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Rationale and design of OPtimising thERapy to prevent Avoidable hospital admissions in Multimorbid older people (OPERAM): a cluster randomised controlled trial
  1. Luise Adam1,
  2. Elisavet Moutzouri1,2,
  3. Christine Baumgartner1,
  4. Axel Lennart Loewe1,2,
  5. Martin Feller1,2,
  6. Khadija M’Rabet-Bensalah1,
  7. Nathalie Schwab1,
  8. Stefanie Hossmann3,
  9. Claudio Schneider1,
  10. Sabrina Jegerlehner1,
  11. Carmen Floriani1,
  12. Andreas Limacher3,
  13. Katharina Tabea Jungo2,
  14. Corlina Johanna Alida Huibers4,
  15. Sven Streit2,
  16. Matthias Schwenkglenks5,
  17. Marco Spruit6,
  18. Anette Van Dorland1,
  19. Jacques Donzé1,7,
  20. Patricia M Kearney8,
  21. Peter Jüni3,9,
  22. Drahomir Aujesky1,
  23. Paul Jansen4,
  24. Benoit Boland10,
  25. Olivia Dalleur10,11,
  26. Stephen Byrne12,
  27. Wilma Knol4,
  28. Anne Spinewine11,
  29. Denis O’Mahony13,
  30. Sven Trelle3,
  31. Nicolas Rodondi1,2
  1. 1 Department of General Internal Medicine, Inselspital, Bern University Hospital, University of Bern, Bern, Switzerland
  2. 2 Institute of Primary Health Care (BIHAM), University of Bern, Bern, Switzerland
  3. 3 Clinical Trial Unit Bern, Institute of Social and Preventive Medicine (ISPM), University of Bern, Bern, Switzerland
  4. 4 Department of Geriatric Medicine and Expertise Centre Pharmacotherapy in Old Persons, University Medical Center Utrecht, Utrecht University, Utrecht, The Netherlands
  5. 5 Institute of Pharmaceutical Medicine (ECPM), University of Basel, Basel, Switzerland
  6. 6 Department of Information and Computing Sciences, Utrecht University, Utrecht, The Netherlands
  7. 7 General Medicine and Primary Care, Brigham and Women’s Hospital Department of Medicine, Boston, Massachusetts, USA
  8. 8 Department of Epidemiology and Public Health, University College Cork, Cork, Ireland
  9. 9 Department of Medicine, Applied Health Research Centre, Li Ka Shing Knowledge Institute of St. Michael’s Hospital, University of Toronto, Toronto, Ontario, Canada
  10. 10 Cliniques universitaires Saint-Luc, Université catholique de Louvain, Louvain, Belgium
  11. 11 Louvain Drug Research Institute – Clinical Pharmacy, Université catholique de Louvain, Louvain, Belgium
  12. 12 School of Pharmacy, University College Cork, Cork, Ireland
  13. 13 Department of Medicine (Geriatrics), University College Cork and Cork University Hospital, Cork, Ireland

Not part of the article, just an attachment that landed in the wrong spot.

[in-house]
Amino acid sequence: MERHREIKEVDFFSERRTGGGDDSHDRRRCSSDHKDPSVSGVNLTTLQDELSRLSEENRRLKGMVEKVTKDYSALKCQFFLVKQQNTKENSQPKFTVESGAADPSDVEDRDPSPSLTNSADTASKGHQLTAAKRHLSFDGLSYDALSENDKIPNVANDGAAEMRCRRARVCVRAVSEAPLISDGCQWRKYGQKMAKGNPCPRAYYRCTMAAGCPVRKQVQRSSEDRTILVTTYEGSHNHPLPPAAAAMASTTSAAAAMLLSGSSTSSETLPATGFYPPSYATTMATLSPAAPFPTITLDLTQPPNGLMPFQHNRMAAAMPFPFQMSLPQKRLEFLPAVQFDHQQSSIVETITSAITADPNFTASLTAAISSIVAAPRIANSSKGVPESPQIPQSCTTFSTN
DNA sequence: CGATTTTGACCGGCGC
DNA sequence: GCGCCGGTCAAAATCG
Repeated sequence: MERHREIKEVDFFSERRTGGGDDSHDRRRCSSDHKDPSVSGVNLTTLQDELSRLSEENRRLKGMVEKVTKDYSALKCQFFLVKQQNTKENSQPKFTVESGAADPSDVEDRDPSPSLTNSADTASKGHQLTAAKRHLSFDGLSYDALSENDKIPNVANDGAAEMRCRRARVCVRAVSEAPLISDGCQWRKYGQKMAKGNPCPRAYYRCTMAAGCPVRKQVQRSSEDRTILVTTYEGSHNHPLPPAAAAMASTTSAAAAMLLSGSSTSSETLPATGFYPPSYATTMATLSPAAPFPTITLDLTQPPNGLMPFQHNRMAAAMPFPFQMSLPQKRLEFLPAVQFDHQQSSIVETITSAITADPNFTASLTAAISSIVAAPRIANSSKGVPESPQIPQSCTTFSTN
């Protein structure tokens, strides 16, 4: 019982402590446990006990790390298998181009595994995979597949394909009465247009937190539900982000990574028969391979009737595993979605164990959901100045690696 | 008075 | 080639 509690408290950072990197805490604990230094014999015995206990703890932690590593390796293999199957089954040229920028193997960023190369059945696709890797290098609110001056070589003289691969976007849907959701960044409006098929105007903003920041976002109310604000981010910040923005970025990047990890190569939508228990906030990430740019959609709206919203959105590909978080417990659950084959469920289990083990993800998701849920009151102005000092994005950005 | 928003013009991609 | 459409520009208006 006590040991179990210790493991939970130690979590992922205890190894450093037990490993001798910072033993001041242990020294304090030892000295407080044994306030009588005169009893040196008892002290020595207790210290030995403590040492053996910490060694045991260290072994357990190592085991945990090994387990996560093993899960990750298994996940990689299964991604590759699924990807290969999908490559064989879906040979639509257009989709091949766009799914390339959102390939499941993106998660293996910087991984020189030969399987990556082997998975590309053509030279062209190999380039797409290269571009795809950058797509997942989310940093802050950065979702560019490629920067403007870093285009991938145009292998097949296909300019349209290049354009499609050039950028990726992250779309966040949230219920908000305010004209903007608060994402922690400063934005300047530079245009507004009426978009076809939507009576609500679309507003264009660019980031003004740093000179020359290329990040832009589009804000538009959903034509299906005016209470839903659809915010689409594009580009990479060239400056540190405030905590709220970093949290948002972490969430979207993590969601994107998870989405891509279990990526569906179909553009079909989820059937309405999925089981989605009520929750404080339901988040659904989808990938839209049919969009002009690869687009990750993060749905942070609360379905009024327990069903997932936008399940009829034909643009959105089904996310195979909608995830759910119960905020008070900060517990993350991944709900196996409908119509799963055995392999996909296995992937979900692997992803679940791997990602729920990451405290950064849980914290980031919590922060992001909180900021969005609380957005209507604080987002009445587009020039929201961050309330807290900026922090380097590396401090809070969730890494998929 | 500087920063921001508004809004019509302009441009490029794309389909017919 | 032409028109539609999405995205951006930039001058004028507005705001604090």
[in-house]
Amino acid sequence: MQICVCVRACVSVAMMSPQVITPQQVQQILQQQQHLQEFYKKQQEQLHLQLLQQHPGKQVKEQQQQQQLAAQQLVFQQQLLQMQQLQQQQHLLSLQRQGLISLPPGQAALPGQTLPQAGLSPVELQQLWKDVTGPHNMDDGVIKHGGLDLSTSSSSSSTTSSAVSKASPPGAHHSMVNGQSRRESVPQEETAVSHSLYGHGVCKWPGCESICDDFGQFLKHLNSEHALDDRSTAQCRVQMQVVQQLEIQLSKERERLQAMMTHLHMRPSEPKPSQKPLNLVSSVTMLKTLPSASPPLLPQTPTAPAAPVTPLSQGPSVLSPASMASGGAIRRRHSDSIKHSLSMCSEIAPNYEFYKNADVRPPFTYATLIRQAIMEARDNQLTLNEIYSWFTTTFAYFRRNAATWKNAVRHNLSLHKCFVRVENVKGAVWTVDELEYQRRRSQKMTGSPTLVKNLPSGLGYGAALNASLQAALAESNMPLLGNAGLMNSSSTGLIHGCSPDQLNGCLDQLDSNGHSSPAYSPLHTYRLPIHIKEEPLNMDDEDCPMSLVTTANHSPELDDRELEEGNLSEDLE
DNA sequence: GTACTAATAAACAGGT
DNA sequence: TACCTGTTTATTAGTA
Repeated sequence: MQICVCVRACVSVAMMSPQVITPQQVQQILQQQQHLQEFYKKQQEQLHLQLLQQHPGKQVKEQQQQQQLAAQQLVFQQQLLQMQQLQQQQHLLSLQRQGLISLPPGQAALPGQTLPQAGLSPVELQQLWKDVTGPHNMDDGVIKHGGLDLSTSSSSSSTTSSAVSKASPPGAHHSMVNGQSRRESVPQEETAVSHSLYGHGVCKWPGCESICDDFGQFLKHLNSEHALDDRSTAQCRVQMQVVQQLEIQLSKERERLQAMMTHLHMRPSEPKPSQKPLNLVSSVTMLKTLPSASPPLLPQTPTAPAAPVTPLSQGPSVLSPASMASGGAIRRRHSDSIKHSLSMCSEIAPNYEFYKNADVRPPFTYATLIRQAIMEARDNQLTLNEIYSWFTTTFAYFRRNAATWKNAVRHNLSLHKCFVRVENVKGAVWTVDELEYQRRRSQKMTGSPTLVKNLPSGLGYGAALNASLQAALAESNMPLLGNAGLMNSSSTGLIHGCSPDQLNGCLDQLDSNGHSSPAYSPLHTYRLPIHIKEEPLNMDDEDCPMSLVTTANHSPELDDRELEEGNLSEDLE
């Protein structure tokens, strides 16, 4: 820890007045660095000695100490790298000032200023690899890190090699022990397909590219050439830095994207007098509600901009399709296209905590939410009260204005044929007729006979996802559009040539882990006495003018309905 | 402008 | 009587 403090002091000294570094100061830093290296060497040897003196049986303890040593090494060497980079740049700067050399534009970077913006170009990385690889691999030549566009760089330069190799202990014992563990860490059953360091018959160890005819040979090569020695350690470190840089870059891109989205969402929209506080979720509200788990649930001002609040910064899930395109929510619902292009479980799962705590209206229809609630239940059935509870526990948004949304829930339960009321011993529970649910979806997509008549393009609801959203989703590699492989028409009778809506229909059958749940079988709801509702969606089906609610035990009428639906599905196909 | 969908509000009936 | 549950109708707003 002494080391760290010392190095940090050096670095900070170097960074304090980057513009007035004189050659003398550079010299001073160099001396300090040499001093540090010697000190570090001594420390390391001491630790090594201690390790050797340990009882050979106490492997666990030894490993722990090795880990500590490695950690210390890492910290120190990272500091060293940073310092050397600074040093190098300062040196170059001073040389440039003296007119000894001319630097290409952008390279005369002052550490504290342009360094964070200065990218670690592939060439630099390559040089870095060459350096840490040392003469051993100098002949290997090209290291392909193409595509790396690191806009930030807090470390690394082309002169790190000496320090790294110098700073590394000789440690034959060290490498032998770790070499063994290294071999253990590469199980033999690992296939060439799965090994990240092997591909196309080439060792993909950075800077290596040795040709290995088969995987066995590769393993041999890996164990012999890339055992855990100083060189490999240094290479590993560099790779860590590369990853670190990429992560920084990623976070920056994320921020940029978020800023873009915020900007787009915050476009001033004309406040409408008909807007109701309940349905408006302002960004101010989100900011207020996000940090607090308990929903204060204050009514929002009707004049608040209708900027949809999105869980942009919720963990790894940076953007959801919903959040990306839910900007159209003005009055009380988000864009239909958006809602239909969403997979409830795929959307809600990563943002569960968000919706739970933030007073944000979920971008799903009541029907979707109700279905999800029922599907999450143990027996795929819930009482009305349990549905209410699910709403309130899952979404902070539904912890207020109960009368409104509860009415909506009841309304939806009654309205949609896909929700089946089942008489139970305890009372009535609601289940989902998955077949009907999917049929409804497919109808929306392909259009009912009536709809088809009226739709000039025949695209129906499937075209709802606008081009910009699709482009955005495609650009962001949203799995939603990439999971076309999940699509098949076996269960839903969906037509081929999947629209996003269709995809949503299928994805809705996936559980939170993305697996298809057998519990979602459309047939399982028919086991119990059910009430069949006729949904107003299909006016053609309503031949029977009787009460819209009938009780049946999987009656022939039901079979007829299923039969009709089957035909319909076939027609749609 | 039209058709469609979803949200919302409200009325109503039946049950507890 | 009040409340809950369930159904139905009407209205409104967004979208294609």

1. Correspondence to Professor Nicolas Rodondi; nicolas.rodondi{at}insel.ch

Abstract

Introduction Multimorbidity and polypharmacy are important risk factors for drug-related hospital admissions (DRAs). DRAs are often linked to prescribing problems (overprescribing and underprescribing), as well as non-adherence with drug regimens for different reasons. In this trial, we aim to assess whether a structured medication review compared with standard care can reduce DRAs in multimorbid older patients with polypharmacy.

Methods and analysis OPtimising thERapy to prevent Avoidable hospital admissions in Multimorbid older people is a European multicentre, cluster randomised, controlled trial. Hospitalised patients ≥70 years with ≥3 chronic medical conditions and concurrent use of ≥5 chronic medications are included in the four participating study centres of Bern (Switzerland), Utrecht (The Netherlands), Brussels (Belgium) and Cork (Ireland). Patients treated by the same prescribing physician constitute a cluster, and clusters are randomised 1:1 to either standard care or Systematic Tool to Reduce Inappropriate Prescribing (STRIP) intervention with the help of a clinical decision support system, the STRIP Assistant. STRIP is a structured method performing customised medication reviews, based on Screening Tool of Older People’s Prescriptions/Screening  Tool to Alert to Right Treatment criteria to detect potentially inappropriate prescribing. The primary endpoint is any DRA where the main reason or a contributory reason for the patient’s admission is caused by overtreatment or undertreatment, and/or inappropriate treatment. Secondary endpoints include number of any hospitalisations, all-cause mortality, number of falls, quality of life, degree of polypharmacy, activities of daily living, patient’s drug compliance, the number of significant drug–drug interactions, drug overuse and underuse and potentially inappropriate medication.

Ethics and dissemination The local Ethics Committees in Switzerland, Ireland, The Netherlands and Belgium approved this trial protocol. We will publish the results of this trial in a peer-reviewed journal.